The United States Customs and Border Protection officers have seized 1,500 counterfeit Hermes handbags at the Long Beach port complex, March 5. The bags that arrived in a shipment from China in February were in transit to Mexico.

The bags bear fake Hermes trademark and if these bags had been genuine, they would have been worth $14 million, according to a statement by the customs agency.

"The companies that were to receive the goods have been warned, but criminal charges typically are pursued only for repeat offenders," Jaime Ruiz, the agency spokesperson told LA Times.

Fake products bearing trademarks of luxury brands are a common affair these days and have seen a rise of about 142 percent, just in 2012. Last year bags worth $511 million (approx) were seized and most of the fake pieces came from China and carried the trademark of Hermes and Fendi. Majority of the counterfeit products are said to originate in countries like Taiwan, Hongkong, India, Singapore and China.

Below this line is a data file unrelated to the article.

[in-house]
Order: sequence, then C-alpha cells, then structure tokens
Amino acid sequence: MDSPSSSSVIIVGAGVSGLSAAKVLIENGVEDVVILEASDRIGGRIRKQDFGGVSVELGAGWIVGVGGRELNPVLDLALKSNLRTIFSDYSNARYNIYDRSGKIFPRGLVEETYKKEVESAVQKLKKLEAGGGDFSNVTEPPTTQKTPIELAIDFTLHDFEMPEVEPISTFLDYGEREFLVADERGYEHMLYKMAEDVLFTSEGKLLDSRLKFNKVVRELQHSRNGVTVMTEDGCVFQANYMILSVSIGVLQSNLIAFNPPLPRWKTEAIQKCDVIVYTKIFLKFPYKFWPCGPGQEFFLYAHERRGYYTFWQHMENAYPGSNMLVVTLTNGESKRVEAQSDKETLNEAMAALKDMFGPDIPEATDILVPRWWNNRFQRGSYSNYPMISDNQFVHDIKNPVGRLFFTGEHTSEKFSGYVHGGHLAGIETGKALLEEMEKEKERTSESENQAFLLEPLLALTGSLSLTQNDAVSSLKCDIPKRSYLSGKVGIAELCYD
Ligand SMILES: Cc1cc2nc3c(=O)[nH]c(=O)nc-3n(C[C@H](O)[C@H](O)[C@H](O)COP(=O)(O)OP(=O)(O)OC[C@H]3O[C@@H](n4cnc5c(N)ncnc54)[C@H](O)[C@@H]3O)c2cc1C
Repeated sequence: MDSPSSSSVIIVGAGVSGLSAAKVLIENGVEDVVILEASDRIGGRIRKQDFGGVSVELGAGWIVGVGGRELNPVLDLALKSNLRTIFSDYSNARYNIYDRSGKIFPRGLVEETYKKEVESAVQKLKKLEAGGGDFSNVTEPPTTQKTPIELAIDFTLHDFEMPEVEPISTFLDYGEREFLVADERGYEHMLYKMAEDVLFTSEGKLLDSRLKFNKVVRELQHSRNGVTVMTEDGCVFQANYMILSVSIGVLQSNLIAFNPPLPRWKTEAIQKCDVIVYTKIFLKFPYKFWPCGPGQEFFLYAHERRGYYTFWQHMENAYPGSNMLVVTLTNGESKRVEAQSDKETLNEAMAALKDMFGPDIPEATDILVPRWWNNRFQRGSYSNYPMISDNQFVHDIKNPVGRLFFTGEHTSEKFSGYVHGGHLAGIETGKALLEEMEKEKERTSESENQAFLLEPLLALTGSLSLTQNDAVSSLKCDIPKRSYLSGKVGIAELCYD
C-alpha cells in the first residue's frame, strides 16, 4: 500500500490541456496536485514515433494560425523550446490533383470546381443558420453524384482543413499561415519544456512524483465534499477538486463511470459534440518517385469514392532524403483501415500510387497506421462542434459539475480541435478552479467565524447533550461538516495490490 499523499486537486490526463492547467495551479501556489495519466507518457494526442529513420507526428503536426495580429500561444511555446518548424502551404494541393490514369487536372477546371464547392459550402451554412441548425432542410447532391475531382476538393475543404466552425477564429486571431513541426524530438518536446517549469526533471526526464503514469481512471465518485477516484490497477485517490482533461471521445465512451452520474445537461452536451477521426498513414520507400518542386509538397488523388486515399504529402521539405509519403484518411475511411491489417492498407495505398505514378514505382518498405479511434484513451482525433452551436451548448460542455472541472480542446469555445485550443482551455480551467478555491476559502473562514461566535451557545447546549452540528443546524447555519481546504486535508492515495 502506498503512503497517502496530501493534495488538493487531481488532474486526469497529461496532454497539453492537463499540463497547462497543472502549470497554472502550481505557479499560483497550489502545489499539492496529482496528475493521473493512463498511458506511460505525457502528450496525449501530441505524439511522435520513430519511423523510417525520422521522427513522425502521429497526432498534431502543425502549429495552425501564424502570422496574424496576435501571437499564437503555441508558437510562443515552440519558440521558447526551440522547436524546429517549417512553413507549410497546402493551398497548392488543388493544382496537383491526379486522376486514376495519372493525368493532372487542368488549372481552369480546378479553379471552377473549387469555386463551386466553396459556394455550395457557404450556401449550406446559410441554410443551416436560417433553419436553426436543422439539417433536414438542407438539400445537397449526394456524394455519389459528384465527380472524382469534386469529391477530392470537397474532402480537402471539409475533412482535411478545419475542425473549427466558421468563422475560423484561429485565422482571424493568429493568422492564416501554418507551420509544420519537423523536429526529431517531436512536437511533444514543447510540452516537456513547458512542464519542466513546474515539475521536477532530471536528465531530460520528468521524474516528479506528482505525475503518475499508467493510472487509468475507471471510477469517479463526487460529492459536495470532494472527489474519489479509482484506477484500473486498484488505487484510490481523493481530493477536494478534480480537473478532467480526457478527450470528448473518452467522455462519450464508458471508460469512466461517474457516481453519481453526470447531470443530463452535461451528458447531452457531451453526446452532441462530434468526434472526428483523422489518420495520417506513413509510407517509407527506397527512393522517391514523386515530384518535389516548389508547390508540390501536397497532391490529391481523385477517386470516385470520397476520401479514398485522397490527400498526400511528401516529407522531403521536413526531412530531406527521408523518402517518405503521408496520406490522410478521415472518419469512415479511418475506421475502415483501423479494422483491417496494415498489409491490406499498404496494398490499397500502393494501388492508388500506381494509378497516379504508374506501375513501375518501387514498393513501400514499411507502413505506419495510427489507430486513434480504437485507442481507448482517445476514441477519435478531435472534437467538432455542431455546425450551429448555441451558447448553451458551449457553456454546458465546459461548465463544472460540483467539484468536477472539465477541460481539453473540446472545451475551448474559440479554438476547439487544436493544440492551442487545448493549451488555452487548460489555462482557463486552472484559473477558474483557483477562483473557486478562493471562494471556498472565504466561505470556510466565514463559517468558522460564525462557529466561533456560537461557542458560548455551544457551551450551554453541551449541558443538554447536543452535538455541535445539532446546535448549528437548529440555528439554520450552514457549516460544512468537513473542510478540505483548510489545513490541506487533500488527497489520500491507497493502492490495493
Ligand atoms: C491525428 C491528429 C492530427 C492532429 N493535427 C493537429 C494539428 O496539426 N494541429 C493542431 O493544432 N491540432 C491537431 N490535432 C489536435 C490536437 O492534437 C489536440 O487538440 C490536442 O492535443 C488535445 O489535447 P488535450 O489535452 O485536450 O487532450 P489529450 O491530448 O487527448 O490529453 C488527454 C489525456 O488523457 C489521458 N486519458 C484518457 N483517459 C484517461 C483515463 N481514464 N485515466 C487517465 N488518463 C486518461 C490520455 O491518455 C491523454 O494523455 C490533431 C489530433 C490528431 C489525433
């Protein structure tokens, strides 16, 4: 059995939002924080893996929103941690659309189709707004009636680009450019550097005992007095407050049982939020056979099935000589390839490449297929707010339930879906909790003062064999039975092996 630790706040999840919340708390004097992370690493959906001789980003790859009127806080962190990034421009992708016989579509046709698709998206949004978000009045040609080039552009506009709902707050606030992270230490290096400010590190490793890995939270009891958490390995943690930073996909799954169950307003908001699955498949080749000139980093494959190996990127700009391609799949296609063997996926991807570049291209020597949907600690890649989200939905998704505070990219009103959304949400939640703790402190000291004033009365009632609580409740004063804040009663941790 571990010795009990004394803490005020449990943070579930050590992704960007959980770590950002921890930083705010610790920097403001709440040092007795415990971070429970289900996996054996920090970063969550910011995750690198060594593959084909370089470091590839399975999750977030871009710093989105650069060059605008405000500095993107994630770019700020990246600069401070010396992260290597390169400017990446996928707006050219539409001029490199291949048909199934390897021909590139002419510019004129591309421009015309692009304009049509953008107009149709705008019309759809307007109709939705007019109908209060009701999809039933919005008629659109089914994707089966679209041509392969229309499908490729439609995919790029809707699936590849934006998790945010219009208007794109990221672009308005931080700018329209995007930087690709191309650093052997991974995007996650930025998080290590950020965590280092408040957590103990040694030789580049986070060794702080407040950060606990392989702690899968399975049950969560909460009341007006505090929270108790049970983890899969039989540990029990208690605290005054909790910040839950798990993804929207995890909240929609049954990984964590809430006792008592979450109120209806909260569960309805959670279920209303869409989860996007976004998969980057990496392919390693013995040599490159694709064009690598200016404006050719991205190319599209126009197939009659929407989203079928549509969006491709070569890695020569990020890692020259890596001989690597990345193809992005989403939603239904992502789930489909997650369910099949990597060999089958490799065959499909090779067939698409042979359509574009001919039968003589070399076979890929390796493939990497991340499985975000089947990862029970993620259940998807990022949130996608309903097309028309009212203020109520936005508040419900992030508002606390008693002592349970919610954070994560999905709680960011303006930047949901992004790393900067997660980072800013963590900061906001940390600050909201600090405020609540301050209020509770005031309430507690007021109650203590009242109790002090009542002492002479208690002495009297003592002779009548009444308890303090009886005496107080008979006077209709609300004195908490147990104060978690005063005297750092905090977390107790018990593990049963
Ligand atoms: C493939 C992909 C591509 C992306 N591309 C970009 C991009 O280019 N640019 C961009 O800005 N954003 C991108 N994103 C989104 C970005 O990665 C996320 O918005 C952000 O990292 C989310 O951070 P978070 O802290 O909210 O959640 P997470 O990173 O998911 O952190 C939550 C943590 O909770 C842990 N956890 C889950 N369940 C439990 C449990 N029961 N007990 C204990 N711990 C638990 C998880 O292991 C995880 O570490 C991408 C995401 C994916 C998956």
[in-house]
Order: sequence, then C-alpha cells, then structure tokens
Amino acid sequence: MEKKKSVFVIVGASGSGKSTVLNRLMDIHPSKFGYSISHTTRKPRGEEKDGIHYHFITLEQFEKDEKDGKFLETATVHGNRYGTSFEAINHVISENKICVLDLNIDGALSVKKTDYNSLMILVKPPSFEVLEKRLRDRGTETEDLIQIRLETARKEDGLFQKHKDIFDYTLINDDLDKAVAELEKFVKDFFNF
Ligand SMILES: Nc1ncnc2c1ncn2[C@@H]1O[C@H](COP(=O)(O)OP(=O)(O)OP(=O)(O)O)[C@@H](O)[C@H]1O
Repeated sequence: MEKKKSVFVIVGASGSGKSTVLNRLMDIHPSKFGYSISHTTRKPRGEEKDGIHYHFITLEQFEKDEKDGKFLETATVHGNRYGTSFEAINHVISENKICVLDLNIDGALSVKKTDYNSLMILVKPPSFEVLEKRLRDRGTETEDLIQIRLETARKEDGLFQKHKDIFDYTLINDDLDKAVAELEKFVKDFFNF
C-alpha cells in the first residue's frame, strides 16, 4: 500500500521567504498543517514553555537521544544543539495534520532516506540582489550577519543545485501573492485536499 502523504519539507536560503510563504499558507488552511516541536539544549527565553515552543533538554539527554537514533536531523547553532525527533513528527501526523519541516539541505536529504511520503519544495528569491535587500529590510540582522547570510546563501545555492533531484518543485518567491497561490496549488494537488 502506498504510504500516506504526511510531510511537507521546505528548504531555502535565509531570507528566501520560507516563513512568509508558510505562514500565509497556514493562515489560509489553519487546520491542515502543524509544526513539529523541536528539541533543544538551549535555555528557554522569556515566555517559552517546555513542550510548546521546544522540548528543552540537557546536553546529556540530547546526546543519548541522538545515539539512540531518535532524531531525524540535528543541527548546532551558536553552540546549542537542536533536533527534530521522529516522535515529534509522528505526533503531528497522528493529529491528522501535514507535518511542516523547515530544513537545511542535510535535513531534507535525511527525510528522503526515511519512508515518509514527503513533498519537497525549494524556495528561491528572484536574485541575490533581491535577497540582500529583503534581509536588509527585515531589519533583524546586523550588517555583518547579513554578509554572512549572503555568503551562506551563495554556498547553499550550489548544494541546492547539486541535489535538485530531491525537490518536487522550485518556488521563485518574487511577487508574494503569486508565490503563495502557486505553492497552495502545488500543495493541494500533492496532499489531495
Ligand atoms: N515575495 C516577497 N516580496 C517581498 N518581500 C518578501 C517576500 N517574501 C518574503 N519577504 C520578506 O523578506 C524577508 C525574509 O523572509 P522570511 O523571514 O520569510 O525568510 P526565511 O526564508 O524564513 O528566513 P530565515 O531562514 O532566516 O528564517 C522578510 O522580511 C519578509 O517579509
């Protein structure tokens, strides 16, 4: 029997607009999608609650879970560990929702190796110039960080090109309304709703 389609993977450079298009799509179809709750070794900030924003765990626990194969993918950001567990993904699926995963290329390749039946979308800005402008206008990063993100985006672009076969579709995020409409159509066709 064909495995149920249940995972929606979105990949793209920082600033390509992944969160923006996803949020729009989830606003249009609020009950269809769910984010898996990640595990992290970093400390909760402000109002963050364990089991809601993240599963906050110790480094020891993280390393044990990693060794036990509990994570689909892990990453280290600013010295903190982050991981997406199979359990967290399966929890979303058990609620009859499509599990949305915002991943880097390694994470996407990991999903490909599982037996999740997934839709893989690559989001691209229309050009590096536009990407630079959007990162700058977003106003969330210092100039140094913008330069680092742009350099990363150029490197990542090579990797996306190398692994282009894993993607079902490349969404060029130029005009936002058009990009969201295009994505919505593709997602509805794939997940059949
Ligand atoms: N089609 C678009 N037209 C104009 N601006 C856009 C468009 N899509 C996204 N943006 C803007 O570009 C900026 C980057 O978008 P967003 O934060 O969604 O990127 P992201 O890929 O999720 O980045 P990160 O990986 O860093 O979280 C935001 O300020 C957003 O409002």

Ruiz also revealed that while some customers might buy these products online without knowing their authenticity, most of the customers know that they are fake.

Various other products have been seized by the officials in the past that include fake Louboutin heels as well as sunglasses that bear trademarks like Gucci and Armani. Ruiz believes that the fake products are a waste of money and resources and don't benefit anyone.

"The money you don't pay to the trademark holder is money that goes from your pocket to the pocket of some guy in Asia who's going to use that money to hire child labor and continue doing his business," Ruiz added. "Nobody wins. People believe buying counterfeit is win-win, but nobody wins.